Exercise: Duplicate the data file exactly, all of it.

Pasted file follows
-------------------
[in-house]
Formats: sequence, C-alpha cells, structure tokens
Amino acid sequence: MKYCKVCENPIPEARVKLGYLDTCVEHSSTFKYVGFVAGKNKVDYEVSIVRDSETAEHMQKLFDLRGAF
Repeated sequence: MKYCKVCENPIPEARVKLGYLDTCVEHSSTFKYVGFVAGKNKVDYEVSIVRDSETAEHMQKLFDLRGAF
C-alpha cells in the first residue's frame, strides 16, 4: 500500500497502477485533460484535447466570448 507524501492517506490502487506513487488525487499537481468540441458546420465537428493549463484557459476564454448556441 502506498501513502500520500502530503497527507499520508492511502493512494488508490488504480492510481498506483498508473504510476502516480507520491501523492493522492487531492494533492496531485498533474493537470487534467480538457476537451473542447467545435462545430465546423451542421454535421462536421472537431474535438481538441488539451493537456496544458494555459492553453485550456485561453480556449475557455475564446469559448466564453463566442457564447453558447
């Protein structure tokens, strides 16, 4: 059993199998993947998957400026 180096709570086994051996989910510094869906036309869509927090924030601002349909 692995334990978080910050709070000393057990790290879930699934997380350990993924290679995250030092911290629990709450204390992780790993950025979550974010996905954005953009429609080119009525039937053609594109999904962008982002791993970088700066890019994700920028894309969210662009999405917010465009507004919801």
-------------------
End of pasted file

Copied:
[in-house]
Formats: sequence, C-alpha cells, structure tokens
Amino acid sequence: MKYCKVCENPIPEARVKLGYLDTCVEHSSTFKYVGFVAGKNKVDYEVSIVRDSETAEHMQKLFDLRGAF
Repeated sequence: MKYCKVCENPIPEARVKLGYLDTCVEHSSTFKYVGFVAGKNKVDYEVSIVRDSETAEHMQKLFDLRGAF
C-alpha cells in the first residue's frame, strides 16, 4: 500500500497502477485533460484535447466570448 507524501492517506490502487506513487488525487499537481468540441458546420465537428493549463484557459476564454448556441 502506498501513502500520500502530503497527507499520508492511502493512494488508490488504480492510481498506483498508473504510476502516480507520491501523492493522492487531492494533492496531485498533474493537470487534467480538457476537451473542447467545435462545430465546423451542421454535421462536421472537431474535438481538441488539451493537456496544458494555459492553453485550456485561453480556449475557455475564446469559448466564453463566442457564447453558447
């Protein structure tokens, strides 16, 4: 059993199998993947998957400026 180096709570086994051996989910510094869906036309869509927090924030601002349909 692995334990978080910050709070000393057990790290879930699934997380350990993924290679995250030092911290629990709450204390992780790993950025979550974010996905954005953009429609080119009525039937053609594109999904962008982002791993970088700066890019994700920028894309969210662009999405917010465009507004919801």